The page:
(m) Related Information

(1) For more information about this AD, contact Bill Ashforth, Aerospace Engineer, Airframe Branch, ANM-120S, Seattle Aircraft Certification Office (ACO), FAA, 1601 Lind Avenue SW., Renton, Washington 98057-3356; phone: 425-917-6432; fax: 425-917-6590; email: Bill.Ashforth@faa.gov.

(2) For service information identified in this AD, contact Boeing Commercial Airplanes, Attention: Data & Services Management, P.O. Box 3707, MC 2H-65, Seattle, Washington 98124-2207; phone: 206-544-5000, extension 1; fax: 206-766-5680; email: me.boecom@boeing.com; Internet: https://www.myboeingfleet.com. You may also review the referenced service information in the docket at www.regulations.gov (refer to Docket No. FAA-2012-0299). You may review copies of the referenced service information at the FAA, Transport Airplane Directorate, the FAA, 1601 Lind Avenue SW., Renton, Washington. For information on the availability of this material at the FAA, call 425-227-1221.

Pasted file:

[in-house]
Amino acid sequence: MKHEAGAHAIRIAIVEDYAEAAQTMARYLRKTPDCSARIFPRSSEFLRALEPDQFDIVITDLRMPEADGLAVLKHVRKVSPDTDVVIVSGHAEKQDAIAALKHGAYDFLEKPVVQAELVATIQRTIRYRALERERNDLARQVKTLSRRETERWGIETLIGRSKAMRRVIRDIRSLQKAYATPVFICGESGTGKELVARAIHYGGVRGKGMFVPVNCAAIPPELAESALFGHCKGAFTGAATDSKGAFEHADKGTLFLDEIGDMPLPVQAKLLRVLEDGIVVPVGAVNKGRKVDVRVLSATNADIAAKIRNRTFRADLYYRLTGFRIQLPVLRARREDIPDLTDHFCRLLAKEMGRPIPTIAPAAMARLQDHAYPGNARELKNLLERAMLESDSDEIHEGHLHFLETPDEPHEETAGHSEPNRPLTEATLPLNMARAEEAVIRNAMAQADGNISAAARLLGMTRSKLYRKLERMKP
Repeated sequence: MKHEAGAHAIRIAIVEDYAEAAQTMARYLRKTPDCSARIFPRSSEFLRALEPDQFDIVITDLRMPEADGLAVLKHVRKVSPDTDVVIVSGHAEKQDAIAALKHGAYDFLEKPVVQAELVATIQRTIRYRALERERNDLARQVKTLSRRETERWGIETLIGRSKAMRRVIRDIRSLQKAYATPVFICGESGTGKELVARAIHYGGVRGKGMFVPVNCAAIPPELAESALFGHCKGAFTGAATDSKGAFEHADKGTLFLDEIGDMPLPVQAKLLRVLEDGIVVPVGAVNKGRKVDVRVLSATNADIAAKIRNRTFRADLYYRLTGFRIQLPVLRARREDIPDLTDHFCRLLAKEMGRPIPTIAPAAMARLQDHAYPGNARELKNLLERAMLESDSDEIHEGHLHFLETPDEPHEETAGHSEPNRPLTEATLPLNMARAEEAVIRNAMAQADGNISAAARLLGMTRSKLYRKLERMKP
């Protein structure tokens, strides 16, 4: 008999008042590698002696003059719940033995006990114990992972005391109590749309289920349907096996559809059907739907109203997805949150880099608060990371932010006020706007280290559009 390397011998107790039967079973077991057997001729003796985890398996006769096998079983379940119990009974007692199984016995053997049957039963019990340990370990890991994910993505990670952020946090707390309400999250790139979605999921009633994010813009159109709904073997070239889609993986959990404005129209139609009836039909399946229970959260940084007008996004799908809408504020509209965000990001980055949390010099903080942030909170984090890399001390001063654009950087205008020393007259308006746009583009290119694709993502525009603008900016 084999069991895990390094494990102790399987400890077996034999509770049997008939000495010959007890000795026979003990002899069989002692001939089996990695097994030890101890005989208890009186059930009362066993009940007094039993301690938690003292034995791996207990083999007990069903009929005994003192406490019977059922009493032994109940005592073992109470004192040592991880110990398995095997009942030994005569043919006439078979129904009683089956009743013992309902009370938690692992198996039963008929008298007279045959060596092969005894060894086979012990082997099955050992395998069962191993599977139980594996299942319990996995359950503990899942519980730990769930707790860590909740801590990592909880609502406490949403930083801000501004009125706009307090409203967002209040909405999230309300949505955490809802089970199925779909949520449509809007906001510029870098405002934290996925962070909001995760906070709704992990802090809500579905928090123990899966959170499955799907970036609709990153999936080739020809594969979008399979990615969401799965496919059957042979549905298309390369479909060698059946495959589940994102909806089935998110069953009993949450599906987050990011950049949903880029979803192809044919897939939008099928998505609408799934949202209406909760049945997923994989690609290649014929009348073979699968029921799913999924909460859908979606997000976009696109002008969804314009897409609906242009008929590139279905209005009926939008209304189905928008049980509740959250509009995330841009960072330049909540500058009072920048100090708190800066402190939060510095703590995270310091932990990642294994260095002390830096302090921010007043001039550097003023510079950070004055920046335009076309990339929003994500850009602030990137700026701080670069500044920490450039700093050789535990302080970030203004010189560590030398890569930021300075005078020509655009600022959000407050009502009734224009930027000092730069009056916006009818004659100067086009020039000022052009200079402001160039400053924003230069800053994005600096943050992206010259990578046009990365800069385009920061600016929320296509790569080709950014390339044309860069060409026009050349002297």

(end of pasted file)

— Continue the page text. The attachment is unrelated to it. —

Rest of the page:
Issued in Renton, Washington, on March 19, 2012.

Ali Bahrami,

Manager, Transport Airplane Directorate, Aircraft Certification Service.

[FR Doc. 2012-7283 Filed 3-26-12; 8:45 am]

BILLING CODE 4910-13-P